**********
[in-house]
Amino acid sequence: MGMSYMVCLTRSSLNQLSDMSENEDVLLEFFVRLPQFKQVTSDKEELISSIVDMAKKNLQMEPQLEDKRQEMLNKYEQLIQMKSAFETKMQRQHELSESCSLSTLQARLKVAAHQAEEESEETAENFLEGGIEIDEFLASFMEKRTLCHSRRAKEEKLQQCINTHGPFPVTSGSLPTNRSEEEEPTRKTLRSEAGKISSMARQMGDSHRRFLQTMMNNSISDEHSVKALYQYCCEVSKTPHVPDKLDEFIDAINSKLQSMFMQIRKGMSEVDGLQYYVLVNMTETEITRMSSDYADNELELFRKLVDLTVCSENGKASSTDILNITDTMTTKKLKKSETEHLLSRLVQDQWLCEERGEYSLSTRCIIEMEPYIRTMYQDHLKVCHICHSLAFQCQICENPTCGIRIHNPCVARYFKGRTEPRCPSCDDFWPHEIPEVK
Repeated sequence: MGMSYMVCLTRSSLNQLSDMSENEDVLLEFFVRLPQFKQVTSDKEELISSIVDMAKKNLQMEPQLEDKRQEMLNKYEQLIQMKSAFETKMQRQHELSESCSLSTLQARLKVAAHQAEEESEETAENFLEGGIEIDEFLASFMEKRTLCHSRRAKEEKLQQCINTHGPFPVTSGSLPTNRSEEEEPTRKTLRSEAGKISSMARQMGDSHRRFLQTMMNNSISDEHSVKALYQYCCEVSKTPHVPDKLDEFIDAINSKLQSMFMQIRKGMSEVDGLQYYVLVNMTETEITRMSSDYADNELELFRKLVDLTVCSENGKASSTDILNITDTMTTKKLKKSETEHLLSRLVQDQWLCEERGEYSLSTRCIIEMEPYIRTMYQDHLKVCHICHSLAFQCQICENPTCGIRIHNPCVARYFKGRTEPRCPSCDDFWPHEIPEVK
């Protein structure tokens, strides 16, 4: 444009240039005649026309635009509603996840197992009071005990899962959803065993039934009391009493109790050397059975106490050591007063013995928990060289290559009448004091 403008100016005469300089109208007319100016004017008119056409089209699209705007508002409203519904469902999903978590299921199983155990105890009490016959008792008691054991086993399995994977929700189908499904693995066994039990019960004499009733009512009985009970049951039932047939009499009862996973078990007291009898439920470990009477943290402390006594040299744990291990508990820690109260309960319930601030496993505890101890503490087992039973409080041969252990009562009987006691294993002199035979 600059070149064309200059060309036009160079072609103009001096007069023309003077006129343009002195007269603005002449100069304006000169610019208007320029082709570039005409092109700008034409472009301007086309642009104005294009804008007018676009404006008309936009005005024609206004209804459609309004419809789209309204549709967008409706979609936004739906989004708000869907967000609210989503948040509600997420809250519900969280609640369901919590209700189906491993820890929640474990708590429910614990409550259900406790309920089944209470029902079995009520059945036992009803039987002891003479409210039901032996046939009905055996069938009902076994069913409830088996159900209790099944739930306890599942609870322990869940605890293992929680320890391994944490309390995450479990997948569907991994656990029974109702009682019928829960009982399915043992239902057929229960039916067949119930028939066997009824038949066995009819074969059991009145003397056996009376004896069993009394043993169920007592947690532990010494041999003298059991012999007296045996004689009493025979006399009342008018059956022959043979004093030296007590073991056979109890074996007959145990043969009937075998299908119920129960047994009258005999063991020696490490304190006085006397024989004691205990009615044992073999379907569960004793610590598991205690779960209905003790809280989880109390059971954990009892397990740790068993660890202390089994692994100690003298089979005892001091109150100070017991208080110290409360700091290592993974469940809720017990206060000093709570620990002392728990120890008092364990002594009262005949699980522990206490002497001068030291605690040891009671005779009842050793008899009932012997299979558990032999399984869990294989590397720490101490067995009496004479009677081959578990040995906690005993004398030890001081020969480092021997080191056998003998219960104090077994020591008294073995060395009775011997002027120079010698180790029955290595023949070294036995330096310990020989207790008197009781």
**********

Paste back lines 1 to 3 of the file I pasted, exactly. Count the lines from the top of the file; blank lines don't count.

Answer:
[in-house]
Amino acid sequence: MGMSYMVCLTRSSLNQLSDMSENEDVLLEFFVRLPQFKQVTSDKEELISSIVDMAKKNLQMEPQLEDKRQEMLNKYEQLIQMKSAFETKMQRQHELSESCSLSTLQARLKVAAHQAEEESEETAENFLEGGIEIDEFLASFMEKRTLCHSRRAKEEKLQQCINTHGPFPVTSGSLPTNRSEEEEPTRKTLRSEAGKISSMARQMGDSHRRFLQTMMNNSISDEHSVKALYQYCCEVSKTPHVPDKLDEFIDAINSKLQSMFMQIRKGMSEVDGLQYYVLVNMTETEITRMSSDYADNELELFRKLVDLTVCSENGKASSTDILNITDTMTTKKLKKSETEHLLSRLVQDQWLCEERGEYSLSTRCIIEMEPYIRTMYQDHLKVCHICHSLAFQCQICENPTCGIRIHNPCVARYFKGRTEPRCPSCDDFWPHEIPEVK
Repeated sequence: MGMSYMVCLTRSSLNQLSDMSENEDVLLEFFVRLPQFKQVTSDKEELISSIVDMAKKNLQMEPQLEDKRQEMLNKYEQLIQMKSAFETKMQRQHELSESCSLSTLQARLKVAAHQAEEESEETAENFLEGGIEIDEFLASFMEKRTLCHSRRAKEEKLQQCINTHGPFPVTSGSLPTNRSEEEEPTRKTLRSEAGKISSMARQMGDSHRRFLQTMMNNSISDEHSVKALYQYCCEVSKTPHVPDKLDEFIDAINSKLQSMFMQIRKGMSEVDGLQYYVLVNMTETEITRMSSDYADNELELFRKLVDLTVCSENGKASSTDILNITDTMTTKKLKKSETEHLLSRLVQDQWLCEERGEYSLSTRCIIEMEPYIRTMYQDHLKVCHICHSLAFQCQICENPTCGIRIHNPCVARYFKGRTEPRCPSCDDFWPHEIPEVK